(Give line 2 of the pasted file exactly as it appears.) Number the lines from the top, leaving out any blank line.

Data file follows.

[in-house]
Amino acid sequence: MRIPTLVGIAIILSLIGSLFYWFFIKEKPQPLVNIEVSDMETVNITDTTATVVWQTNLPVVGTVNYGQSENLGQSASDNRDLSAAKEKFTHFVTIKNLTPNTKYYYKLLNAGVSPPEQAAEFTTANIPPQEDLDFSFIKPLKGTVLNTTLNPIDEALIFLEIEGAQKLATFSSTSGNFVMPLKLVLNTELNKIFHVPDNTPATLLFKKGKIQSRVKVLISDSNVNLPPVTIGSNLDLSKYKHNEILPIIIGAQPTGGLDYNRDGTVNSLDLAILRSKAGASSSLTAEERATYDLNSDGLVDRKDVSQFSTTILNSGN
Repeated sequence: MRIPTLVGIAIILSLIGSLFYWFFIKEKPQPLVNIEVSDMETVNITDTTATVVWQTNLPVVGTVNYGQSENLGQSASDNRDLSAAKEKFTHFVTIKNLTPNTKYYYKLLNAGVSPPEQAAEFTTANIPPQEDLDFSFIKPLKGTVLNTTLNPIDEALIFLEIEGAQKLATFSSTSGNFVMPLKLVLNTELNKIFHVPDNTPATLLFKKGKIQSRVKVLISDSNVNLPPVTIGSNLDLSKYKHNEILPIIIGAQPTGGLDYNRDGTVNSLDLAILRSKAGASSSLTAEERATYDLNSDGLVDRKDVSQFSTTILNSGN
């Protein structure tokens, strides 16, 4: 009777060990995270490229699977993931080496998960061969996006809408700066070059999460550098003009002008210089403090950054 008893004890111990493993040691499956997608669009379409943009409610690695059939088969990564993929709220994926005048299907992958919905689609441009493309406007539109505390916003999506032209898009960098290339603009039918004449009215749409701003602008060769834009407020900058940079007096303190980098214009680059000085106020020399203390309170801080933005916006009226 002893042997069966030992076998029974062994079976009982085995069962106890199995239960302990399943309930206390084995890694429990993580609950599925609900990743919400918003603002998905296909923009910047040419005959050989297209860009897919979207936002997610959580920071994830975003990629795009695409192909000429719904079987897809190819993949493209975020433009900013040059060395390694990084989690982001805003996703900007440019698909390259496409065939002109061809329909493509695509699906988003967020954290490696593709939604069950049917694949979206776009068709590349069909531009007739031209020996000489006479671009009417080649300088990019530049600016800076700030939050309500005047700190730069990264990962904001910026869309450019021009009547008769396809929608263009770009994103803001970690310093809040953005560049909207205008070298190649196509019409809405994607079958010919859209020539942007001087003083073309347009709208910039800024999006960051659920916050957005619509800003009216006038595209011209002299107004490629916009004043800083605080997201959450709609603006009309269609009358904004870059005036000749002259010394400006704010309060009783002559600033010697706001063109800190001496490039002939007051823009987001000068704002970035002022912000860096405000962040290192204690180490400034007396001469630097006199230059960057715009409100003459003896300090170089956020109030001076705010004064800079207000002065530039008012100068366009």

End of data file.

Amino acid sequence: MRIPTLVGIAIILSLIGSLFYWFFIKEKPQPLVNIEVSDMETVNITDTTATVVWQTNLPVVGTVNYGQSENLGQSASDNRDLSAAKEKFTHFVTIKNLTPNTKYYYKLLNAGVSPPEQAAEFTTANIPPQEDLDFSFIKPLKGTVLNTTLNPIDEALIFLEIEGAQKLATFSSTSGNFVMPLKLVLNTELNKIFHVPDNTPATLLFKKGKIQSRVKVLISDSNVNLPPVTIGSNLDLSKYKHNEILPIIIGAQPTGGLDYNRDGTVNSLDLAILRSKAGASSSLTAEERATYDLNSDGLVDRKDVSQFSTTILNSGN